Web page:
Knowledge of venous thromboembolism (VTE) prevention among hospitalized patients.
J Vasc Nurs. 2008 Dec;26(4):109-17
Authors: Le Sage S, McGee M, Emed JD
Venous thromboembolism (VTE), which includes deep vein thrombosis (DVT) and pulmonary embolism (PE), is a serious cause of patient morbidity and mortality in hospitals, that is highly preventable. Literature strongly supports patient education on VTE prevention as it can promote strategies such as early ambulation and encourages self assessment and self reporting of VTE signs and symptoms. The purpose of this study was to investigate patient awareness and knowledge of thromboprophylaxis, as well as patient satisfaction with thromboprophylaxis. A quantitative, cross-sectional survey design was used, and 48 participants receiving pharmacological thromboprophylaxis participated. Most hospitalized patients (83%) were aware that were receiving injections to prevent blood clots and 81.2% reported hearing of either DVT, PE or both conditions. Of the participants who had heard of DVT and/or PE, 74.2% knew immobility was a risk factor but had limited knowledge of symptoms and prevention modalities. Participants reported hearing about VTE more frequently from friends, family or the media than from healthcare providers, including nurses. Participants were satisfied with pharmacological thromboprophylaxis but were less satisfied with the information received on VTE. Findings suggest that patients require further information on VTE during their hospitalization to enhance their involvement in VTE prevention and recognition, and that the provision of written, patient-directed information could begin to address that lack of involvement. This study also highlights the need to strengthen the nurses' role in providing patient education about VTE.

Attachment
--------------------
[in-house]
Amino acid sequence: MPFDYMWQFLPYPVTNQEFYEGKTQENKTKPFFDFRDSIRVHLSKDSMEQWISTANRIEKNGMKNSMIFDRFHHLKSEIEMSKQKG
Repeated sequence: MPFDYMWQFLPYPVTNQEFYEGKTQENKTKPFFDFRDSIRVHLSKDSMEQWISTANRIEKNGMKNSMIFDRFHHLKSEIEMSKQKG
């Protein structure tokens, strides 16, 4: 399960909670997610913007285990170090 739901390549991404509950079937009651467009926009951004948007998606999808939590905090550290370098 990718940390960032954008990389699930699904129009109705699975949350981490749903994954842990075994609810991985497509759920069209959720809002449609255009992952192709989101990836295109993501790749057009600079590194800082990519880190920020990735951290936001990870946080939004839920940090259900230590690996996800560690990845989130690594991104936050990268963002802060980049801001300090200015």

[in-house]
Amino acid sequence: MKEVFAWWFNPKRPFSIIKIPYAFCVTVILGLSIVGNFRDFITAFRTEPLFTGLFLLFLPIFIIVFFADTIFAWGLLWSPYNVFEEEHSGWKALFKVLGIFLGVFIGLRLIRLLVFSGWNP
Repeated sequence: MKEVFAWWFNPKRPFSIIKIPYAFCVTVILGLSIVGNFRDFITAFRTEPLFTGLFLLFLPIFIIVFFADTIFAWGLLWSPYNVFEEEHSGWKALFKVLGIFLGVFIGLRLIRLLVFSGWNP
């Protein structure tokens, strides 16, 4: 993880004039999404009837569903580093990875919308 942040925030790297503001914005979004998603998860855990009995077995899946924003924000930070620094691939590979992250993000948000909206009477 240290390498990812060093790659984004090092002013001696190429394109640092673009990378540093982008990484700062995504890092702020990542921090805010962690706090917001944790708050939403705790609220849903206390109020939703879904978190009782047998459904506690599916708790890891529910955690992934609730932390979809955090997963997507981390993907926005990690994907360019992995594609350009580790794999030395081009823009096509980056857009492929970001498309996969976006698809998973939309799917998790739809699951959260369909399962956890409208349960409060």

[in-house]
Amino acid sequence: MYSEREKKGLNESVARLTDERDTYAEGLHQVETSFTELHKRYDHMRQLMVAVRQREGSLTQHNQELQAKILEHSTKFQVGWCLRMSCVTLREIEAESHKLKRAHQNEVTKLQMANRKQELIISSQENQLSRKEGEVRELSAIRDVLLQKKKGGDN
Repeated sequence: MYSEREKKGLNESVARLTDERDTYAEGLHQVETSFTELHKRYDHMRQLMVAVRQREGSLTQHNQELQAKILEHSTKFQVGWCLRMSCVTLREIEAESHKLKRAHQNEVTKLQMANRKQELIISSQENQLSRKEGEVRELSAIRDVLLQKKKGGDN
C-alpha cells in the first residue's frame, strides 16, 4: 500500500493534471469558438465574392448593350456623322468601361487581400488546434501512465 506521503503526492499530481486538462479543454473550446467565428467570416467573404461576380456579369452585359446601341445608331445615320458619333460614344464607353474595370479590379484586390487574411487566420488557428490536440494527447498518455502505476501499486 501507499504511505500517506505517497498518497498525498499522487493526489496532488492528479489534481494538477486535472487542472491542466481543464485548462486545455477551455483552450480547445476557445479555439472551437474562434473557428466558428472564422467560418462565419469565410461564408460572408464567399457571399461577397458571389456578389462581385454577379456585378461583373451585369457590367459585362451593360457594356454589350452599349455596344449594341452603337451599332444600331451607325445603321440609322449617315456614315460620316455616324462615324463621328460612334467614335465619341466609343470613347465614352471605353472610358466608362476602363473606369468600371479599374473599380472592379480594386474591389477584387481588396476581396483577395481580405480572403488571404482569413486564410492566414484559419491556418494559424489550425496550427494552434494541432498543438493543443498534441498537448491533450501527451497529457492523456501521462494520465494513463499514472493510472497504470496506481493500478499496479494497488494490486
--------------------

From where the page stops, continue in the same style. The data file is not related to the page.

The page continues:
PMID: 19022169 [PubMed - indexed for MEDLINE]